Philip of Dreux

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Philip of Dreux
Bishop of Beauvais
Philip of Dreux.jpg
Reign 1175–1217
Predecessor Bartholomew of Montcornet
Successor Milo of Nanteuil
Born 1158
Died 4 November 1217 (aged 68–69)
Burial Beauvais Cathedral
House House of Dreux
Father Robert I
Mother Agnes de Baudemont, Countess of Braine

Philip of Dreux (Philippe de Dreux) (1158–1217) was a French nobleman, Bishop of Beauvais, and figure of the Third Crusade.

He was an active soldier, an ally in the field of Philip Augustus, the French king and his cousin,[1] making him an opponent in campaigns in France and elsewhere of Richard I of England. He was in also in demand as a priest, to make and break marriages. He presided over that of Conrad of Montferrat at the siege of Acre, marrying him to Isabella I of Jerusalem, daughter of Amalric I, whose marriage he annulled.[2] He was also party to the annulment of the marriage between Philip Augustus and Ingeborg of Denmark.[3]


He was son of Robert I of Dreux, and brother of Robert II of Dreux.

He first campaigned in Palestine in 1180, in an expedition headed by Henry II of Champagne and Peter I of Courtenay. This attack on Saladin's holdings was ineffectual.[4]

Robert II and Philip of Dreux arrived with forces in Palestine in 1189.[5]

Richard Lionheart bore him a consistent enmity after the Crusade; Philip of Dreux had been one of those relaying the rumour that Richard was responsible for the killing of Conrad of Montferrat.[6][7][8] Subsequently Philip had gone to Germany, when Richard was imprisoned, to advocate against setting him free.[9] There, Philip encouraged Richard's captors to treat him poorly, earning the lifelong hatred of Richard, who considered him "a robber and an incendiary".[10]

He was captured by Angevin forces under the mercenary leader Mercadier in a Normandy campaign, in 1197.[11] Richard was still refusing to release him a year later,[12] and again early in 1199.[13] When Peter of Capua (who was trying to enlist Richard for the Fourth Crusade) insisted that Richard release Philip, Richard exploded and threatened to castrate Peter, so intense was his hatred of his prisoner Philip.[14] Pope Celestine III was unsympathetic to Philip, confined at Rouen and then, after an escape attempt, at Chinon. He was freed only after Richard’s death in 1199,[15] with Richard's successor, John agreeing to exchange him for the captured bishop-elect of Cambrai in 1200.[16]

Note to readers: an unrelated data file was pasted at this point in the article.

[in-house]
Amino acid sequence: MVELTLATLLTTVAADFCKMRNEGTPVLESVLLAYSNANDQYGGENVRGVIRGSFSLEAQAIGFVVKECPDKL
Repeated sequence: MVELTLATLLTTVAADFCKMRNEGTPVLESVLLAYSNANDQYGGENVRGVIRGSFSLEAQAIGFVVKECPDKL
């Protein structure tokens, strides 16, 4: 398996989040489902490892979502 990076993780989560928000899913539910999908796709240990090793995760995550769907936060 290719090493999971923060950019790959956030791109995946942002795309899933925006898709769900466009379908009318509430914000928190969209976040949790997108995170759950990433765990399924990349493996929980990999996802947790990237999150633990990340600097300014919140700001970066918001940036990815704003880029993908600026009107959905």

In 1210 he was in action against the Cathars in southern France, with Renaud de Mouçon, bishop of Chartres, in support of Simon de Montfort.[17][18]

He drew support from Philip Augustus in his conflict against Renaud de Dammartin, leading to Renaud's 1212 alliance with John.[19] Philip was later a combatant on the victorious French side in 1214 at the Battle of Bouvines.[20][21] He took a mace to William Longsword, Earl of Salisbury, at an important moment in the battle, leading to the Earl’s capture.[22]

In his last year as bishop he founded the Pentemont Abbey, a Cistercian convent whose later buildings in Paris remain to the present day.[23]



  • Peter Boyle (2005), Blondel's Song
  • Jim Bradbury (1998), Philip Augustus
  • John Gillingham (2nd edition 1989), Richard the Lionheart
  • Steven Runciman (Penguin edition 1990), A History of the Crusades (three volumes)


  1. ^ Bradbury, p. 198.
  2. ^ Boyle, p. 63.
  3. ^ Boyle, p. 205.
  4. ^ Runciman II, p. 421.
  5. ^
  6. ^ Bradbury p. 94.
  7. ^ Boyle, p. 100.
  8. ^ Runciman III, pp. 64-5.
  9. ^ Bradbury, p. 122, p. 201.
  10. ^ Phillips, Jonathan. The Fourth Crusade and the Siege of Constantinople. 2004. page 9.
  11. ^ Gillingham, p. 268.
  12. ^ Gillingham, p. 274.
  13. ^ Bradbury, p. 125.
  14. ^ Phillips, Jonathan. The Fourth Crusade and the Siege of Constantinople. 2004. page 9.
  15. ^ Bradbury, p. 122-3.
  16. ^ Bradbury, p. 133.
  17. ^
  18. ^
  19. ^ Bradbury, p. 291.
  20. ^ Boyle, p. 257.
  21. ^ Bradbury, p. 301.
  22. ^ Bradbury, p. 307.
  23. ^ Delettre, Abbé (1843). Histoire du Diocèse de Beauvais, depuis son établissement au 3me siècle jusqu'au 2 septembre 1792, Second Volume. Beauvais: Desjardins. p. 237. 

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